Supreme Court allows appeals in Sharland and Gohil

Supreme Court allows appeals in Sharland and Gohil

The Supreme Court has allowed both wives’ appeals in Sharland v Sharland [2015] UKSC 60 and Gohil v Gohil [2015] UKSC 61. The key points from each judgment are set out below but the wider points with implications for family lawyers and their clients are:

  • the duty of disclosure in family proceedings is to the court  - one spouse cannot exonerate the other from complying with this duty
  • if there is a reason that vitiates a party’s consent there may also be good reason for the court to set aside a consent order
  • where there are issues relating to fraud in family proceedings, it would be extraordinary if the victim of a fraudulent misrepresentation in a matrimonial case was in a worse position than the victim of a fraudulent misrepresentation in an ordinary contract case - ‘fraud unravels all’
  • the Ladd v Marshall [1954] 3 All ER 745 criteria has no relevance to the determination of an application to set aside a financial order on grounds of fraudulent non-disclosure

Sharland v Sharland

Key aspects of the decision in Sharland are:

  • it is in the interests of all members of a family that matrimonial claims should be settled by agreement rather than adversarial battles in court
  • such an agreement cannot oust the power of the court to make orders for financial arrangements and does not give rise to a contract enforceable in law but the court will make an order in the terms agreed unless it has reason to think there are circumstances into which it ought to inquire - allied to this responsibility of the court is the parties’ duty to make full and frank disclosure of all relevant information to one another and to the court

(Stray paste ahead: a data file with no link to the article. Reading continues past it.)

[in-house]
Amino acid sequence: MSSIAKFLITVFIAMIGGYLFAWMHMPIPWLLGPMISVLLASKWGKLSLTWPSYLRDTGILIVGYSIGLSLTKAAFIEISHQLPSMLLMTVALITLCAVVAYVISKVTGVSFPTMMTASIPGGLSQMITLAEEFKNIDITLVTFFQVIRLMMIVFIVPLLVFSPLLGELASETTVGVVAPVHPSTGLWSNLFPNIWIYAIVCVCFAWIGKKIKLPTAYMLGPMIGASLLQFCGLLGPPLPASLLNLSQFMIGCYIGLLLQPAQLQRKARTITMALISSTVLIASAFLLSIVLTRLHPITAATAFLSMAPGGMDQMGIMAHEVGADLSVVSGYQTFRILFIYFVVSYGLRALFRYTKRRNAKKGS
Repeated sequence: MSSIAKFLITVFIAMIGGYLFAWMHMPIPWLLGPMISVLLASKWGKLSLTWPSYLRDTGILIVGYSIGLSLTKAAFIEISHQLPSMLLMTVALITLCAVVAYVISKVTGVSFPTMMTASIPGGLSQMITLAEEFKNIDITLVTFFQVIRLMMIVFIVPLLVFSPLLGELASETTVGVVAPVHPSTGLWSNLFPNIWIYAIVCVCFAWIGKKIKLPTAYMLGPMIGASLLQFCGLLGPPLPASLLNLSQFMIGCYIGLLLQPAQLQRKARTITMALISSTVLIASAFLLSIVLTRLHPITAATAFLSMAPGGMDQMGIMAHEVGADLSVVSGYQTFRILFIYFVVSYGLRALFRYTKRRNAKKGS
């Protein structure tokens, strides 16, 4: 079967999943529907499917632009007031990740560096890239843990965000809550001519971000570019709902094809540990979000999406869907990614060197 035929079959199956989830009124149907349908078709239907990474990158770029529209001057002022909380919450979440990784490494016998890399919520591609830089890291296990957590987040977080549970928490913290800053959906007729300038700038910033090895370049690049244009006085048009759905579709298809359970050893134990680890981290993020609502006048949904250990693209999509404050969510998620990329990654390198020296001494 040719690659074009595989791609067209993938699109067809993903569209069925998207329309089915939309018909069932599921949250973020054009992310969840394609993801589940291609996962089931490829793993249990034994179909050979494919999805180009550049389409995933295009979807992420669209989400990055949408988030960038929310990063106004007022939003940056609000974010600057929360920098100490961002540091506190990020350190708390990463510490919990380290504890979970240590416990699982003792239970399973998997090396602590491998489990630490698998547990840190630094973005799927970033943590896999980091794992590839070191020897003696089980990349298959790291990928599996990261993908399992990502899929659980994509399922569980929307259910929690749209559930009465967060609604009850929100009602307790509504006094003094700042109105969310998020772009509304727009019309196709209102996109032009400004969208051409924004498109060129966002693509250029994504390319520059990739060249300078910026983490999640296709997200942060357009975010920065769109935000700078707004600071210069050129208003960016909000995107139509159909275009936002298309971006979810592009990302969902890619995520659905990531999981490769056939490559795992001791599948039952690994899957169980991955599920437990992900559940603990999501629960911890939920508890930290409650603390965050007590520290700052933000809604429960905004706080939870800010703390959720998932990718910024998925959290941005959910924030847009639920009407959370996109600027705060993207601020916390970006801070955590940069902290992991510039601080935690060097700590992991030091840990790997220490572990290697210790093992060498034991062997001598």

• family proceedings differ from ordinary civil proceedings in two respects: a consent order derives its authority from the court and not from the consent of the parties and the duty of full and frank disclosure always arises
  • the consent of the parties must be valid - if there

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About the author:

Geraldine is Head of LexisPSL Family. She was admitted as a solicitor in 1992 and was in practice for 15 years, most recently as a partner and head of the family team at Hart Brown, a large Surrey firm.

Geraldine writes for Butterworths Family Law Service and is a past editor of the Resolution Review. She has been published in the New Law Journal, the Law Society Gazette and the District Judges’ Bulletin as well as in the national press including the Times and the Telegraph.

When in practice she was a member of the Law Society Family and Children Panels, and an accredited Resolution Specialist with a focus on advanced financial provision and pensions. A past Resolution regional secretary and press officer, Geraldine also contributed chapters to the Resolution publications, International Aspects of Family Law (3rd Edition 2009) and The Modern Family (2012).